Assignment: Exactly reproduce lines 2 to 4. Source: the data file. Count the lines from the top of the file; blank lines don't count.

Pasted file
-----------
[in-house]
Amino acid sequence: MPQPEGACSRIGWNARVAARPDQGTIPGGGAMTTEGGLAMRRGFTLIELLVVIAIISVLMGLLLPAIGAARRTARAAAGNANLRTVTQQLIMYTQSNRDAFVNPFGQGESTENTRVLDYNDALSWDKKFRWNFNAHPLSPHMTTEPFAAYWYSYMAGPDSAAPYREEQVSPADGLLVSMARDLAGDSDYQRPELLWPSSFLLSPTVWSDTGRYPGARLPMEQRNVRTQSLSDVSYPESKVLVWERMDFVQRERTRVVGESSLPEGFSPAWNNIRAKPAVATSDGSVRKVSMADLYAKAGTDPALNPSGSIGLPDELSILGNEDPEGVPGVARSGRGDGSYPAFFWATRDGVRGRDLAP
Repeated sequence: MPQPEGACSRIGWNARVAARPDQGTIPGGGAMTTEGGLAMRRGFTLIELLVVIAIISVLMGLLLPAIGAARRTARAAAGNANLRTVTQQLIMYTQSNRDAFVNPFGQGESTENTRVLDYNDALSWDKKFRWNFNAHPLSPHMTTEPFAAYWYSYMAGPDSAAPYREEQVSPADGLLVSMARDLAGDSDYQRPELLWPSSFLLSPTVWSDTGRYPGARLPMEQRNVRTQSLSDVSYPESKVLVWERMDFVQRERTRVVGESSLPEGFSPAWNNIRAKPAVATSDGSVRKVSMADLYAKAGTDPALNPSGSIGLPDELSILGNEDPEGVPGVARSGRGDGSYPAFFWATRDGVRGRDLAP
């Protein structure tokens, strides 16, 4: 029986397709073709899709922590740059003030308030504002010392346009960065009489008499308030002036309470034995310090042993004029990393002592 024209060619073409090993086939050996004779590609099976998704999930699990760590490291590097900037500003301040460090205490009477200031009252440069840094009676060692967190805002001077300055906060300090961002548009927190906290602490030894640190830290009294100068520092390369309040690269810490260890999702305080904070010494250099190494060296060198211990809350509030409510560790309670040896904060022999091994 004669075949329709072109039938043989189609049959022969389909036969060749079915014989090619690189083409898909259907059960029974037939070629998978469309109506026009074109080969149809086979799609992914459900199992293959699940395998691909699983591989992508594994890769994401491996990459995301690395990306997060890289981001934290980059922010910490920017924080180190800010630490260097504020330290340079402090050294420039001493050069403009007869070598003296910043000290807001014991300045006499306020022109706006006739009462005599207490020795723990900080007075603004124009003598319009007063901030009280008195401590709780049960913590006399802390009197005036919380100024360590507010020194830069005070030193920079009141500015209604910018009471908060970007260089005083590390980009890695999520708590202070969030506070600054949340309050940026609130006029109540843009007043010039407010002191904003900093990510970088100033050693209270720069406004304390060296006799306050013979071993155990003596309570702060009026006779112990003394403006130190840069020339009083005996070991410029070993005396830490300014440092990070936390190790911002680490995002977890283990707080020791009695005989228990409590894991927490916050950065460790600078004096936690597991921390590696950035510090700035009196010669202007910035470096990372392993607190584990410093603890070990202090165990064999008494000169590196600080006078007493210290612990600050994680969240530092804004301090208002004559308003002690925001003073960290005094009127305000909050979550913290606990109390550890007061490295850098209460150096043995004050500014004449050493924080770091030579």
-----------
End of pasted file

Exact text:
Amino acid sequence: MPQPEGACSRIGWNARVAARPDQGTIPGGGAMTTEGGLAMRRGFTLIELLVVIAIISVLMGLLLPAIGAARRTARAAAGNANLRTVTQQLIMYTQSNRDAFVNPFGQGESTENTRVLDYNDALSWDKKFRWNFNAHPLSPHMTTEPFAAYWYSYMAGPDSAAPYREEQVSPADGLLVSMARDLAGDSDYQRPELLWPSSFLLSPTVWSDTGRYPGARLPMEQRNVRTQSLSDVSYPESKVLVWERMDFVQRERTRVVGESSLPEGFSPAWNNIRAKPAVATSDGSVRKVSMADLYAKAGTDPALNPSGSIGLPDELSILGNEDPEGVPGVARSGRGDGSYPAFFWATRDGVRGRDLAP
Repeated sequence: MPQPEGACSRIGWNARVAARPDQGTIPGGGAMTTEGGLAMRRGFTLIELLVVIAIISVLMGLLLPAIGAARRTARAAAGNANLRTVTQQLIMYTQSNRDAFVNPFGQGESTENTRVLDYNDALSWDKKFRWNFNAHPLSPHMTTEPFAAYWYSYMAGPDSAAPYREEQVSPADGLLVSMARDLAGDSDYQRPELLWPSSFLLSPTVWSDTGRYPGARLPMEQRNVRTQSLSDVSYPESKVLVWERMDFVQRERTRVVGESSLPEGFSPAWNNIRAKPAVATSDGSVRKVSMADLYAKAGTDPALNPSGSIGLPDELSILGNEDPEGVPGVARSGRGDGSYPAFFWATRDGVRGRDLAP
């Protein structure tokens, strides 16, 4: 029986397709073709899709922590740059003030308030504002010392346009960065009489008499308030002036309470034995310090042993004029990393002592 024209060619073409090993086939050996004779590609099976998704999930699990760590490291590097900037500003301040460090205490009477200031009252440069840094009676060692967190805002001077300055906060300090961002548009927190906290602490030894640190830290009294100068520092390369309040690269810490260890999702305080904070010494250099190494060296060198211990809350509030409510560790309670040896904060022999091994 004669075949329709072109039938043989189609049959022969389909036969060749079915014989090619690189083409898909259907059960029974037939070629998978469309109506026009074109080969149809086979799609992914459900199992293959699940395998691909699983591989992508594994890769994401491996990459995301690395990306997060890289981001934290980059922010910490920017924080180190800010630490260097504020330290340079402090050294420039001493050069403009007869070598003296910043000290807001014991300045006499306020022109706006006739009462005599207490020795723990900080007075603004124009003598319009007063901030009280008195401590709780049960913590006399802390009197005036919380100024360590507010020194830069005070030193920079009141500015209604910018009471908060970007260089005083590390980009890695999520708590202070969030506070600054949340309050940026609130006029109540843009007043010039407010002191904003900093990510970088100033050693209270720069406004304390060296006799306050013979071993155990003596309570702060009026006779112990003394403006130190840069020339009083005996070991410029070993005396830490300014440092990070936390190790911002680490995002977890283990707080020791009695005989228990409590894991927490916050950065460790600078004096936690597991921390590696950035510090700035009196010669202007910035470096990372392993607190584990410093603890070990202090165990064999008494000169590196600080006078007493210290612990600050994680969240530092804004301090208002004559308003002690925001003073960290005094009127305000909050979550913290606990109390550890007061490295850098209460150096043995004050500014004449050493924080770091030579």